If you were to fly over University of Cincinnati Medical Center in one of our gleaming red and black helicopters, what would you see? A large complex of buildings, walkways and helipads, right? Now, imagine that you could put on a pair of x-ray-vision goggles and look deep inside those hospital hallways and teeming laboratories. You would see compassionate and often heroic medical care, you would see scientists searching for tomorrow’s cures and you would likely feel very proud to have such a world-class academic health center in your community.
As president and CEO of UC Medical Center, sometimes even I need to step back and take a long view of what we do and accomplish every day. Invariably, it is a source of amazement and pride. As our region’s only academic medical center, UC Medical Center fulfills a tripartite mission that is grounded in patient care and quality health outcomes. We provide nationally and internationally recognized specialty care, and through the UC College of Medicine we educate hundreds of physician leaders and conduct hundreds of millions of dollars in federally funded research each year.
Our rich history spans nearly 200 years. Established in 1823, UC Medical Center was the first hospital in Ohio and the first in the nation to be founded primarily for teaching purposes. In 1960 Dr. Albert Sabin developed the oral polio vaccine here, and in 1970 we started the first Emergency Medicine Resident Program in the United States.
Today we are a lean, strong and comprehensive health care system with four hospitals, 19 primary care locations and a 700-member sub-specialty physician group, operating as UC Physicians. We serve many counties, employ 10,000 associates, have a total budget of $1.2 billion, and manage more than 1.2 million patient encounters in a single year.
We excel in a number of areas: We are one of three expert training centers for military personnel through the Institute of Military Medicine, a unique partnership with the United States Air Force. Our C-STARS program has trained over 700 military medics for trauma and critical care deployment overseas.
Our stroke program is admired worldwide. We launched the first regional stroke team in America, and today we are this region’s only Advanced Comprehensive Stroke Center. We are one of 129 Telestroke programs in the country, enabling virtual examinations at rural hospitals across the region, and we recently became the national coordinating center for all stroke research in America.
We are your region’s only Level I Trauma Center; we are nationally recognized for our Critical Care and Trauma Emergency Services; we operate this region’s only system-led Air Care program, which just received the Air Medical Service Program of the Year Award; and we operate Cincinnati’s only Verified Burn Center, one of only 53 of its kind in the United States.
In short, we can compete with any academic center in the country!
But rather than sit on our laurels, we are looking forward to our next 200 years. Under the leadership of Dr. Richard Lofgren, the first physician CEO of a hospital system in our region, and armed with a new strategic plan – Plan 2017 – we are building on our rich history locally, nationally and internationally.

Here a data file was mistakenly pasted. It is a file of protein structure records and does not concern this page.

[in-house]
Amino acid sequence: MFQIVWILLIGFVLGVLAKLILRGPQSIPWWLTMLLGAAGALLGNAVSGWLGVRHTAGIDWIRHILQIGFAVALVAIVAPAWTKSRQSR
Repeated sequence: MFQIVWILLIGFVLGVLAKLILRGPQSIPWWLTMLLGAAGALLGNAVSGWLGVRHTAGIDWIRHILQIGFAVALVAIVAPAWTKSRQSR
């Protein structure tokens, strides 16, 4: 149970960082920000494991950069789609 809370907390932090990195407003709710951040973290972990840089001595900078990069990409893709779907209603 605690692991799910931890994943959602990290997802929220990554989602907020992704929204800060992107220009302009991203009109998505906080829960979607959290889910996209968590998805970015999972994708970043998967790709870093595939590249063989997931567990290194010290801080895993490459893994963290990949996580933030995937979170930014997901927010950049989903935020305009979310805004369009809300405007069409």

Our vision is to transform our community health presence by serving families in their neighborhoods and leveraging key partnerships to address large-scale issues, while improving health outcomes for our patients. At the same time, we are ready to transition from our origin as the leading provider of healthcare for our most vulnerable neighbors to our destination as a major referral center across the Midwest for services like cancer, neuroscience and transplants that local partners just can’t provide.
Our portals to national prominence are our institutes – think tanks of excellence where clinical care, research and teaching missions come together in a way that doesn’t happen anywhere else. Already our institutes have reached multiple national benchmarks in patient care and research. In 2012 research funding for the UC College of Medicine, which includes Cincinnati Children’s, totaled $300 million, placing us among the top 25 academic health centers in the United States.
Perhaps our most ambitious national effort involves our engagement in a multi-year process to apply for National Cancer Institute (NCI) designation. With the incidence of cancer increasing (by 45% by 2030) and more than 1.6 million new cancer cases expected to be diagnosed, the closest NCI centers to Cincinnati are 80 miles away. Meanwhile, statistics show that mortality at one year is on average 25 percent lower at an NCI-designated cancer center.
Because of our rich history and our commitment to medicine and to serving our community, we have a deep awareness of our responsibility to provide health care that no one else can while reaching out to provide preventative services and access to follow-up care. Over the past 200 years, we have lived the story of bold impact and accountability. For 200 years, we’ve advocated, we’ve served, we’ve helped, and we’ve invested. We believe we can make a difference where we live and where we work. We believe in driving this change because our investment will result not only in healthier individuals and families, but also in a greater Cincinnati.
Lee Ann Liska is the president and CEO of the University of Cincinnati Medical Center.